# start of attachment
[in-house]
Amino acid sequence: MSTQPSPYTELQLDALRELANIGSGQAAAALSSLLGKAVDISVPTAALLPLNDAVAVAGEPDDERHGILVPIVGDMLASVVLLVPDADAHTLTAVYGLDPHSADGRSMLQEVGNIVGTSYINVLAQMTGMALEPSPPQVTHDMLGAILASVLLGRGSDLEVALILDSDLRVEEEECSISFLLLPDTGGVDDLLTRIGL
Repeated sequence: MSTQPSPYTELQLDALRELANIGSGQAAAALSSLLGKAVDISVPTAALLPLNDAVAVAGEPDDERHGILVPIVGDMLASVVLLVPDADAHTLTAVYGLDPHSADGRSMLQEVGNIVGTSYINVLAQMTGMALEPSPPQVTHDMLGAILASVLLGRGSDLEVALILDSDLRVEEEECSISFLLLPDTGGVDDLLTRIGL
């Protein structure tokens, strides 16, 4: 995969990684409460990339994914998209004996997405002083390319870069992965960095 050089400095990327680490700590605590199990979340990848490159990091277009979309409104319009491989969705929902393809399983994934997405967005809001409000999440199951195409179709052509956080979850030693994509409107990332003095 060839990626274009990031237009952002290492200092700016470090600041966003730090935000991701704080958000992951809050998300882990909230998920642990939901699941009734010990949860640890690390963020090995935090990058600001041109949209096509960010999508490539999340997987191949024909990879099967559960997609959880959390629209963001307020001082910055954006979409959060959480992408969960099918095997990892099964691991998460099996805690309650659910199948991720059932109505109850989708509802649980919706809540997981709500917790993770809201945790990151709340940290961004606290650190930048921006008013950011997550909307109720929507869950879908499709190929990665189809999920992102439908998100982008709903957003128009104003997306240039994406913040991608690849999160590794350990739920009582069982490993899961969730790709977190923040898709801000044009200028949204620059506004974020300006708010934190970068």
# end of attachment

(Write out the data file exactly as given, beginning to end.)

[in-house]
Amino acid sequence: MSTQPSPYTELQLDALRELANIGSGQAAAALSSLLGKAVDISVPTAALLPLNDAVAVAGEPDDERHGILVPIVGDMLASVVLLVPDADAHTLTAVYGLDPHSADGRSMLQEVGNIVGTSYINVLAQMTGMALEPSPPQVTHDMLGAILASVLLGRGSDLEVALILDSDLRVEEEECSISFLLLPDTGGVDDLLTRIGL
Repeated sequence: MSTQPSPYTELQLDALRELANIGSGQAAAALSSLLGKAVDISVPTAALLPLNDAVAVAGEPDDERHGILVPIVGDMLASVVLLVPDADAHTLTAVYGLDPHSADGRSMLQEVGNIVGTSYINVLAQMTGMALEPSPPQVTHDMLGAILASVLLGRGSDLEVALILDSDLRVEEEECSISFLLLPDTGGVDDLLTRIGL
């Protein structure tokens, strides 16, 4: 995969990684409460990339994914998209004996997405002083390319870069992965960095 050089400095990327680490700590605590199990979340990848490159990091277009979309409104319009491989969705929902393809399983994934997405967005809001409000999440199951195409179709052509956080979850030693994509409107990332003095 060839990626274009990031237009952002290492200092700016470090600041966003730090935000991701704080958000992951809050998300882990909230998920642990939901699941009734010990949860640890690390963020090995935090990058600001041109949209096509960010999508490539999340997987191949024909990879099967559960997609959880959390629209963001307020001082910055954006979409959060959480992408969960099918095997990892099964691991998460099996805690309650659910199948991720059932109505109850989708509802649980919706809540997981709500917790993770809201945790990151709340940290961004606290650190930048921006008013950011997550909307109720929507869950879908499709190929990665189809999920992102439908998100982008709903957003128009104003997306240039994406913040991608690849999160590794350990739920009582069982490993899961969730790709977190923040898709801000044009200028949204620059506004974020300006708010934190970068």